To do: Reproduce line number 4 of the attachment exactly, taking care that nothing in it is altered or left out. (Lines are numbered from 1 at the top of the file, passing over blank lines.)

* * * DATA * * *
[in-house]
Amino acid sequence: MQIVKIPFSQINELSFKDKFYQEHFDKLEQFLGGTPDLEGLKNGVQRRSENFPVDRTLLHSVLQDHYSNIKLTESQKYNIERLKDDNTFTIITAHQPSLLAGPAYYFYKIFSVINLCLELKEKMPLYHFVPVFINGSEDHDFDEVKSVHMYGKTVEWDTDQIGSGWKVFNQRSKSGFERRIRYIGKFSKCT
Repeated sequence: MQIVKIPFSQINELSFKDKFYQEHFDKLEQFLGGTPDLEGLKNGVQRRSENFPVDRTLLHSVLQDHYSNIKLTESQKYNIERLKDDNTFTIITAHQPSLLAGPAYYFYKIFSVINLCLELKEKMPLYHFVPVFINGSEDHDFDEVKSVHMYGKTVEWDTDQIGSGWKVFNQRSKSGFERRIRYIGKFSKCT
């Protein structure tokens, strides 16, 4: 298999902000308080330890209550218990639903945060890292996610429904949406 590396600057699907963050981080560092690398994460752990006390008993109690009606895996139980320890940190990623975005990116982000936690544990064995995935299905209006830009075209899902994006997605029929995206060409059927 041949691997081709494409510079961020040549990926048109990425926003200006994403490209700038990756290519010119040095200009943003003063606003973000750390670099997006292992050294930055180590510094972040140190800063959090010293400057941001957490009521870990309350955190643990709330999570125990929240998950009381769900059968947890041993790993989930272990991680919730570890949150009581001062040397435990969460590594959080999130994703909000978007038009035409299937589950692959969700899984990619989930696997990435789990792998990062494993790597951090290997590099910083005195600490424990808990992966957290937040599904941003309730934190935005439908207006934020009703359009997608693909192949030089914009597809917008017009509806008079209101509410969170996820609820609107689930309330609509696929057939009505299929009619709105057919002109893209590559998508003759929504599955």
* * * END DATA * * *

């Protein structure tokens, strides 16, 4: 298999902000308080330890209550218990639903945060890292996610429904949406 590396600057699907963050981080560092690398994460752990006390008993109690009606895996139980320890940190990623975005990116982000936690544990064995995935299905209006830009075209899902994006997605029929995206060409059927 041949691997081709494409510079961020040549990926048109990425926003200006994403490209700038990756290519010119040095200009943003003063606003973000750390670099997006292992050294930055180590510094972040140190800063959090010293400057941001957490009521870990309350955190643990709330999570125990929240998950009381769900059968947890041993790993989930272990991680919730570890949150009581001062040397435990969460590594959080999130994703909000978007038009035409299937589950692959969700899984990619989930696997990435789990792998990062494993790597951090290997590099910083005195600490424990808990992966957290937040599904941003309730934190935005439908207006934020009703359009997608693909192949030089914009597809917008017009509806008079209101509410969170996820609820609107689930309330609509696929057939009505299929009619709105057919002109893209590559998508003759929504599955």